Robert Frost

As poets go, Frost (1874-1963) was no longer young when he published his first book of poems, A Boy's Will, in 1913. Though born in San Francisco, he came of a New England family which returned to New England when he was ten. Like many other writers, he had a brief brush with college and then supported himself by various means, ranging from shoe-making to editing a country newspaper. However, he had been brought up on a farm and he liked farming. Most of all, he liked to write but he could not support himself by writing. He was in his late 30s when he moved to England, where he issued his first book and found an appreciation for his work he had not found in America. At the outbreak of World War I, Frost went back to farming in New Hampshire. Thereafter, although he made many journeys and frequent visits elsewhere, he considered the farm his home and its activities remained the focus of his poetry.

Frost's verses bacame part of a great tradition, shaped by the Roman poet Vergil, of what is called bucolic poetry-poetry about farming. However, though he used farm situations in much of his poetry, he gave them a wide application. He might write about stepping on a rake and describe the feeling when it hit him, but he used the incident to show how life gives us bruises.

Some talents in poetry are used up early, but not Frost's. He continued to publish fine poetry for fifty years. He reached the height of his popularity after World War II. If America of the 20th century had a national poet, it was Frost. He was chosen to read one of his poems at the inauguration of the late President John F. Kennedy, the first poet ever so honored.

Because Frost wrote so well for so long, it is hard to select poems to reprint. Here, however, are two favorites among readers, "Mending Wall" and "The Road Not Taken," plus three short, lesser known poems.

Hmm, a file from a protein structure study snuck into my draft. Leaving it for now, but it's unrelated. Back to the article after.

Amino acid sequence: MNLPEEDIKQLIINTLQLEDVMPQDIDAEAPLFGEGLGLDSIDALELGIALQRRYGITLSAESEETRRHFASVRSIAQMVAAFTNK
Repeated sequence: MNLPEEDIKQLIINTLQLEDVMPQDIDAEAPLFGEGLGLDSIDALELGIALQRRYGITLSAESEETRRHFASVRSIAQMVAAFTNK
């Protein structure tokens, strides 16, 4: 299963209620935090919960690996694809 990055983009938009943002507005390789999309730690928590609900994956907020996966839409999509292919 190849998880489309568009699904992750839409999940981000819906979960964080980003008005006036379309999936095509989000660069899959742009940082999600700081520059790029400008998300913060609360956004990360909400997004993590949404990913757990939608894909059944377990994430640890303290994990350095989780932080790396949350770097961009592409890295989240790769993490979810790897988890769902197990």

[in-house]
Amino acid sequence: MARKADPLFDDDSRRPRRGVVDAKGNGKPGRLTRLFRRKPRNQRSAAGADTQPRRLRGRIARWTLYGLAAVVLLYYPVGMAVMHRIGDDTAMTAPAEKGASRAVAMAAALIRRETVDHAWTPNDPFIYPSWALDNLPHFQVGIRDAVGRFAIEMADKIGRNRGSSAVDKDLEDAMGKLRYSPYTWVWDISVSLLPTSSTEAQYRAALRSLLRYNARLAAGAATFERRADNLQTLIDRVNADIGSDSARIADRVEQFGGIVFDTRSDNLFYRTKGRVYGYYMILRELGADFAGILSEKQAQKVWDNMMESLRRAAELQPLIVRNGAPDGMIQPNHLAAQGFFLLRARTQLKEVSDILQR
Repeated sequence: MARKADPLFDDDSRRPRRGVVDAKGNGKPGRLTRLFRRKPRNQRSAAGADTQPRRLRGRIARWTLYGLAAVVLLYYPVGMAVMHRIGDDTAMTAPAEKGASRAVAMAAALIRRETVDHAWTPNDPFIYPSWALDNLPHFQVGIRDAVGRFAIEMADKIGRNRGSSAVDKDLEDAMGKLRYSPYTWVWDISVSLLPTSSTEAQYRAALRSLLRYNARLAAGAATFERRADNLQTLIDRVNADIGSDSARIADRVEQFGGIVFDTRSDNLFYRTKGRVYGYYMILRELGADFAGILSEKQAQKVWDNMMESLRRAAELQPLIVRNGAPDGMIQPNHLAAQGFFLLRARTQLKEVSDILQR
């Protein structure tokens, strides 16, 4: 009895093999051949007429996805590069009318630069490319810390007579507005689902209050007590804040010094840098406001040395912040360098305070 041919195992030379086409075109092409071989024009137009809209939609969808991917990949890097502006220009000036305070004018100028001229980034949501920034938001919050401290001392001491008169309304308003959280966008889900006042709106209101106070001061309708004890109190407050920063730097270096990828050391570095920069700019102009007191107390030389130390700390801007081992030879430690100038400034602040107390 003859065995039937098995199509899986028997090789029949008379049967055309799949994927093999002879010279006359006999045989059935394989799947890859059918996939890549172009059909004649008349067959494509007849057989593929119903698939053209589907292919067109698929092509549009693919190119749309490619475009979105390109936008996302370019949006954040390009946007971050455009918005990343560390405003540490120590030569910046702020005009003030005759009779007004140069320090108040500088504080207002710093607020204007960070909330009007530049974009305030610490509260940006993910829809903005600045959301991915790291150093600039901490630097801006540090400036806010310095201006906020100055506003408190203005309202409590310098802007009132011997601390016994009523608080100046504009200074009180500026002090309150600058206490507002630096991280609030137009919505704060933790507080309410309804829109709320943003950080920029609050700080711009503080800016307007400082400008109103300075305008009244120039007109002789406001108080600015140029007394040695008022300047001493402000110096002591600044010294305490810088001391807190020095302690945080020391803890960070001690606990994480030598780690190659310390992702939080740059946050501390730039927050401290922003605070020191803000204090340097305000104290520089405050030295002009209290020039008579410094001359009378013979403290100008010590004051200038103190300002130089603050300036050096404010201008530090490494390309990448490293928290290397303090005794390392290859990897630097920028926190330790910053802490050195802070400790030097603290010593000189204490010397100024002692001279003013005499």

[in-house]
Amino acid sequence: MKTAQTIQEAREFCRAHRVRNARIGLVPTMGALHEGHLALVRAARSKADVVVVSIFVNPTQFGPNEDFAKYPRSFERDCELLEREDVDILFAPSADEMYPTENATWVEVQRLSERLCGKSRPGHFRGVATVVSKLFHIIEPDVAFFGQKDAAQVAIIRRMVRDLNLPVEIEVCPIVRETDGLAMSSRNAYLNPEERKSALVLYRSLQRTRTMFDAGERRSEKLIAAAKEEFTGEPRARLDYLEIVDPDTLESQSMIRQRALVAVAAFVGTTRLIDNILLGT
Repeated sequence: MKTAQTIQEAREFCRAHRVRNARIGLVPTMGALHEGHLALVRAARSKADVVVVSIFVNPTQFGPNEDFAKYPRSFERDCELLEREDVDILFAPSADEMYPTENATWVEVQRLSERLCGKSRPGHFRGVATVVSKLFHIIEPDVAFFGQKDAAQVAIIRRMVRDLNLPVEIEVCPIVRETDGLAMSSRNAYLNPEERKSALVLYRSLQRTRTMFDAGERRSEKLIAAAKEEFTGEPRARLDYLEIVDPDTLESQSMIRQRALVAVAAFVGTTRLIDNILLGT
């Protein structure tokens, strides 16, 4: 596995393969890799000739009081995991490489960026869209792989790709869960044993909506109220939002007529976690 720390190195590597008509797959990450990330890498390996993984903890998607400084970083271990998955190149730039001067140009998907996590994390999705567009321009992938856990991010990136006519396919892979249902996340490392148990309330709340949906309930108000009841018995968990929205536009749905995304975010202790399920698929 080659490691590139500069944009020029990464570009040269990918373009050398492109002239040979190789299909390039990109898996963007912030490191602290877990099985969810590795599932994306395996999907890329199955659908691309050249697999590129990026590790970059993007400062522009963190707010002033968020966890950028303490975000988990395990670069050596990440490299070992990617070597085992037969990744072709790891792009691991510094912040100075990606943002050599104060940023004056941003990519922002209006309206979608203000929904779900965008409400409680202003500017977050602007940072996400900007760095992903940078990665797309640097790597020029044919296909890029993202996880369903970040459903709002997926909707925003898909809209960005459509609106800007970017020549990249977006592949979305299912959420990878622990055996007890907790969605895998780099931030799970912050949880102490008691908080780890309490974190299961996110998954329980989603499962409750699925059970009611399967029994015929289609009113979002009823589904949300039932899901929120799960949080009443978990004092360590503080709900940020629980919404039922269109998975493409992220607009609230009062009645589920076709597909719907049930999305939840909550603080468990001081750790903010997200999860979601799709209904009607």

"Mending Wall" shows Frost at work with a neighbor, helping to repair a stone wall that separates their two farms. Frost dislikes walls; his neighbor likes them. We soon see that the walls Frost is talking about are all the things that separate one human being from another, all the things in life that keeps us from loving our fellow man. Yet Frost never makes a sermon of his poem. He teaches the brotherhood of man, but not tediously. What keeps the poem from being pious is, first, Frost's whimsical humor and, second, the easy informality of his lines. The poem is written in what is termed blank verse. It has five beats to a line, and the beat comes on every second syllable. Also, the lines do not rhyme. But Frost takes the blank-verse form, shakes it up, loosens it, and makes it sound almost like everyday conversation. The point is, however, that it turns out to be a wise and beautiful conversation.

"The Road Not Taken" is set in some woods but the place where it occurs is really anywhere and any time. It is, so to speak, the land of "Might Have Been." We must make a decision. We Must decide which way to go. This universal dilemma Frost turns into poetry of gentle yet strong understanding. Here there is nothing local or folksy in the words he uses. His message is worldwide. He also has fewer of his personal, colloquial rhythms in these lines than in "Mending Wall," and the form of the poem is one of stanzas, each regular in its arrangement of rhymes.

"Fire and Ice," "Acquainted with the Night," and "Design" seem at first reading to be lucidly simple, yet after better acquaintance they turn out to be rich in hidden meanings. There is a certain reticence, a teasing indirectness, in Frost's way of telling his thought, evident in these three short poems. He often leaves the reader to search for any implied significance and frequently implies a more general meaning to his moral than he seems to state. He appears not to commit himself to any solution which runs the danger of being too simple. On one occasion he said: "... I prefer the synecdoche in poetry-that figure of speech in which we use a part for the whole." Life, as Frost saw it, is full of apparent paradoxes. It is tragic and hilariously comic, beautiful and ugly, chaotic and unified, and he refused to take an either/or position, as we will see in such poems as "Fire and Ice" and "Design."